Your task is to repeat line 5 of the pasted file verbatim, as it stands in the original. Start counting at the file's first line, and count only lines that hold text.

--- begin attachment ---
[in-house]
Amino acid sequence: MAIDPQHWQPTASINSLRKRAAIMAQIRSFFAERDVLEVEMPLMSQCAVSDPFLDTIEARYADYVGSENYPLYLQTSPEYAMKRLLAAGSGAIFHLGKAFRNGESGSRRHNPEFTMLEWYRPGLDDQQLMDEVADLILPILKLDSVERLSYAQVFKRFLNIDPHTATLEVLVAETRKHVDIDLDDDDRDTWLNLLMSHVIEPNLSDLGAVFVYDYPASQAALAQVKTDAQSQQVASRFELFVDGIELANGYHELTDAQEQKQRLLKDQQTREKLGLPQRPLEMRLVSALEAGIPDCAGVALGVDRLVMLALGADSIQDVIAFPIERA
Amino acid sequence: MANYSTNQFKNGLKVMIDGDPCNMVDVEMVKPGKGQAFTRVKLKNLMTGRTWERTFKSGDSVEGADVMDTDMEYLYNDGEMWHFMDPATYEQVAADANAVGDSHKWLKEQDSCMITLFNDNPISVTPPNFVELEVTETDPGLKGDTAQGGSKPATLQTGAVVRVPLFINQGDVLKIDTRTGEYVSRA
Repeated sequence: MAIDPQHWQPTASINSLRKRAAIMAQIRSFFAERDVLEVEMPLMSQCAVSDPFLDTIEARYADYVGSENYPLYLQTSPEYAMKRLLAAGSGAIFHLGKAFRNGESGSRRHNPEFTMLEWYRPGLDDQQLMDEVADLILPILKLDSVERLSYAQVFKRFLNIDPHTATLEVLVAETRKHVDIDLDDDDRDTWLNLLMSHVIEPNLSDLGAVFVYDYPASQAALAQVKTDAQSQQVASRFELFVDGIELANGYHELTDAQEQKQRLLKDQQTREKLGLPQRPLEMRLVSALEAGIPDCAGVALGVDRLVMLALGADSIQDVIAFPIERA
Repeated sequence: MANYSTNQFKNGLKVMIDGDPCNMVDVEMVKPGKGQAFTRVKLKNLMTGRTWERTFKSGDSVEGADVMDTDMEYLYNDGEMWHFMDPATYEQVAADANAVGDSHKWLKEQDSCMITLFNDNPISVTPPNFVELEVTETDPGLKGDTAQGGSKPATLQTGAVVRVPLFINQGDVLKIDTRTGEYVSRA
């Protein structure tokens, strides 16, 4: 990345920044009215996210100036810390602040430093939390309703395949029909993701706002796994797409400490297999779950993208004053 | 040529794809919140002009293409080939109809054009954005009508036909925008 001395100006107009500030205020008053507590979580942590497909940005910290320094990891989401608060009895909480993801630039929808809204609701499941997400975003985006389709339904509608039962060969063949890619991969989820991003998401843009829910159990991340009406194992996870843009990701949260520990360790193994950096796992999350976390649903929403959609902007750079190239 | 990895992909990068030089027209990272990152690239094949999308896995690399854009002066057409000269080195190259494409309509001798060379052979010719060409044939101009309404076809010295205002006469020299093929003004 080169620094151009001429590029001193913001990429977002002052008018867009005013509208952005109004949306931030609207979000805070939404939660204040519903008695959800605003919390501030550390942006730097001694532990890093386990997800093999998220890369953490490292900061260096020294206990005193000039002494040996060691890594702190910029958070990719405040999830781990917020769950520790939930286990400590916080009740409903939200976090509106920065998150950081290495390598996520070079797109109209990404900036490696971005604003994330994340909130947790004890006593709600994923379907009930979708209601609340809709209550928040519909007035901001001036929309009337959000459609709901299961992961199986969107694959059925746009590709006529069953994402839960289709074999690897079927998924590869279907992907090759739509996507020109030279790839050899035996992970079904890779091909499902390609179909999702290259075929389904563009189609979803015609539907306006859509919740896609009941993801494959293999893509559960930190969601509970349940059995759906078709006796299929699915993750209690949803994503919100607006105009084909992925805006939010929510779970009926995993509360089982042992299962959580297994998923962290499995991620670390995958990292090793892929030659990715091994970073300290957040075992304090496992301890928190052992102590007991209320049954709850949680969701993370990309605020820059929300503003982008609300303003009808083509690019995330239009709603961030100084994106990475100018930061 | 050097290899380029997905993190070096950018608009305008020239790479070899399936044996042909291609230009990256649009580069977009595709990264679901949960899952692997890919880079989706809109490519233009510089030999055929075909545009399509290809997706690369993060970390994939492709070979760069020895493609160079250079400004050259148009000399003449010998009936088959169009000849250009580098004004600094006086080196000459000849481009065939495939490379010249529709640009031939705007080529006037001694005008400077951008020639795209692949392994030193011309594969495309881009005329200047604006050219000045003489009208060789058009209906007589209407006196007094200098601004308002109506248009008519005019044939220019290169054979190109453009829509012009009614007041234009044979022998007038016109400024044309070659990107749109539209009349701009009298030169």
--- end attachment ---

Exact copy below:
Repeated sequence: MANYSTNQFKNGLKVMIDGDPCNMVDVEMVKPGKGQAFTRVKLKNLMTGRTWERTFKSGDSVEGADVMDTDMEYLYNDGEMWHFMDPATYEQVAADANAVGDSHKWLKEQDSCMITLFNDNPISVTPPNFVELEVTETDPGLKGDTAQGGSKPATLQTGAVVRVPLFINQGDVLKIDTRTGEYVSRA